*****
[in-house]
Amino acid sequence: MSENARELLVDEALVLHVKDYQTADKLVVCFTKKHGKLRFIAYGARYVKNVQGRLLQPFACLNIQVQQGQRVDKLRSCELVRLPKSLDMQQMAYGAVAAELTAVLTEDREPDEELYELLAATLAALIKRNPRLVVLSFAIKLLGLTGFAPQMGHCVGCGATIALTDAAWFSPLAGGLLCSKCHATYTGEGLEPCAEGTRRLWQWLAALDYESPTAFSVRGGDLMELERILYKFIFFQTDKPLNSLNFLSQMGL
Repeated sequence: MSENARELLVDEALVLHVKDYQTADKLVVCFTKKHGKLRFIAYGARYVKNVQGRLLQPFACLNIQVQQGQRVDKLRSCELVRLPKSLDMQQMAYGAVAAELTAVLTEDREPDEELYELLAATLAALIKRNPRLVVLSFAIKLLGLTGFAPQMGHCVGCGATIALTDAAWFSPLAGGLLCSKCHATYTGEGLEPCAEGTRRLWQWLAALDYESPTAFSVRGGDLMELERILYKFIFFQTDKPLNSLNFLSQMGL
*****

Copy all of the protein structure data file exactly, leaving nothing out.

[in-house]
Amino acid sequence: MSENARELLVDEALVLHVKDYQTADKLVVCFTKKHGKLRFIAYGARYVKNVQGRLLQPFACLNIQVQQGQRVDKLRSCELVRLPKSLDMQQMAYGAVAAELTAVLTEDREPDEELYELLAATLAALIKRNPRLVVLSFAIKLLGLTGFAPQMGHCVGCGATIALTDAAWFSPLAGGLLCSKCHATYTGEGLEPCAEGTRRLWQWLAALDYESPTAFSVRGGDLMELERILYKFIFFQTDKPLNSLNFLSQMGL
Repeated sequence: MSENARELLVDEALVLHVKDYQTADKLVVCFTKKHGKLRFIAYGARYVKNVQGRLLQPFACLNIQVQQGQRVDKLRSCELVRLPKSLDMQQMAYGAVAAELTAVLTEDREPDEELYELLAATLAALIKRNPRLVVLSFAIKLLGLTGFAPQMGHCVGCGATIALTDAAWFSPLAGGLLCSKCHATYTGEGLEPCAEGTRRLWQWLAALDYESPTAFSVRGGDLMELERILYKFIFFQTDKPLNSLNFLSQMGL